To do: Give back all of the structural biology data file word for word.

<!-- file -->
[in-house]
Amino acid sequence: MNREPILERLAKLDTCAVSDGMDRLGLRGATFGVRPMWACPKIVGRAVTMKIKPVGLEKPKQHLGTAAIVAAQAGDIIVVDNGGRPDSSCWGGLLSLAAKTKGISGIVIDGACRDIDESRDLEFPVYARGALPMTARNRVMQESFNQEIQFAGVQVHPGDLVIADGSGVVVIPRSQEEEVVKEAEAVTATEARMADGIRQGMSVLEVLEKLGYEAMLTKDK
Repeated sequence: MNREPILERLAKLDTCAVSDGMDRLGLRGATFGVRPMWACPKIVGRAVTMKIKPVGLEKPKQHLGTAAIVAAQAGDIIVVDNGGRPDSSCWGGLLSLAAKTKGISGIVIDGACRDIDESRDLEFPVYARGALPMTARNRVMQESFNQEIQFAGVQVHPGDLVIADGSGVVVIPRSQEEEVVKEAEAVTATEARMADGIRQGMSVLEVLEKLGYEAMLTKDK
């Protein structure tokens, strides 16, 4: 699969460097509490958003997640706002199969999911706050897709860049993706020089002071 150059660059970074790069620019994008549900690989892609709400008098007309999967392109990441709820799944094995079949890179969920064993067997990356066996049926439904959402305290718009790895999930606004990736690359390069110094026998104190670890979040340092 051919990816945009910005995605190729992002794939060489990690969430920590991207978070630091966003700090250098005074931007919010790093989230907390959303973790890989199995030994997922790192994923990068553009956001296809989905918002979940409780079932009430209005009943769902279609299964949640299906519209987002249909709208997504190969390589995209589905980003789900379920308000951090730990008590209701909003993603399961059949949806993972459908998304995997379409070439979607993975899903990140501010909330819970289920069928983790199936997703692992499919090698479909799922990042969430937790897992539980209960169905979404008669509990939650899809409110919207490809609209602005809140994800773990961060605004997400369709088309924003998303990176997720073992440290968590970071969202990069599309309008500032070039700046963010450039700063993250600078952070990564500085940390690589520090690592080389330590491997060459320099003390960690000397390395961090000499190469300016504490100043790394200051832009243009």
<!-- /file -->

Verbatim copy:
[in-house]
Amino acid sequence: MNREPILERLAKLDTCAVSDGMDRLGLRGATFGVRPMWACPKIVGRAVTMKIKPVGLEKPKQHLGTAAIVAAQAGDIIVVDNGGRPDSSCWGGLLSLAAKTKGISGIVIDGACRDIDESRDLEFPVYARGALPMTARNRVMQESFNQEIQFAGVQVHPGDLVIADGSGVVVIPRSQEEEVVKEAEAVTATEARMADGIRQGMSVLEVLEKLGYEAMLTKDK
Repeated sequence: MNREPILERLAKLDTCAVSDGMDRLGLRGATFGVRPMWACPKIVGRAVTMKIKPVGLEKPKQHLGTAAIVAAQAGDIIVVDNGGRPDSSCWGGLLSLAAKTKGISGIVIDGACRDIDESRDLEFPVYARGALPMTARNRVMQESFNQEIQFAGVQVHPGDLVIADGSGVVVIPRSQEEEVVKEAEAVTATEARMADGIRQGMSVLEVLEKLGYEAMLTKDK
């Protein structure tokens, strides 16, 4: 699969460097509490958003997640706002199969999911706050897709860049993706020089002071 150059660059970074790069620019994008549900690989892609709400008098007309999967392109990441709820799944094995079949890179969920064993067997990356066996049926439904959402305290718009790895999930606004990736690359390069110094026998104190670890979040340092 051919990816945009910005995605190729992002794939060489990690969430920590991207978070630091966003700090250098005074931007919010790093989230907390959303973790890989199995030994997922790192994923990068553009956001296809989905918002979940409780079932009430209005009943769902279609299964949640299906519209987002249909709208997504190969390589995209589905980003789900379920308000951090730990008590209701909003993603399961059949949806993972459908998304995997379409070439979607993975899903990140501010909330819970289920069928983790199936997703692992499919090698479909799922990042969430937790897992539980209960169905979404008669509990939650899809409110919207490809609209602005809140994800773990961060605004997400369709088309924003998303990176997720073992440290968590970071969202990069599309309008500032070039700046963010450039700063993250600078952070990564500085940390690589520090690592080389330590491997060459320099003390960690000397390395961090000499190469300016504490100043790394200051832009243009």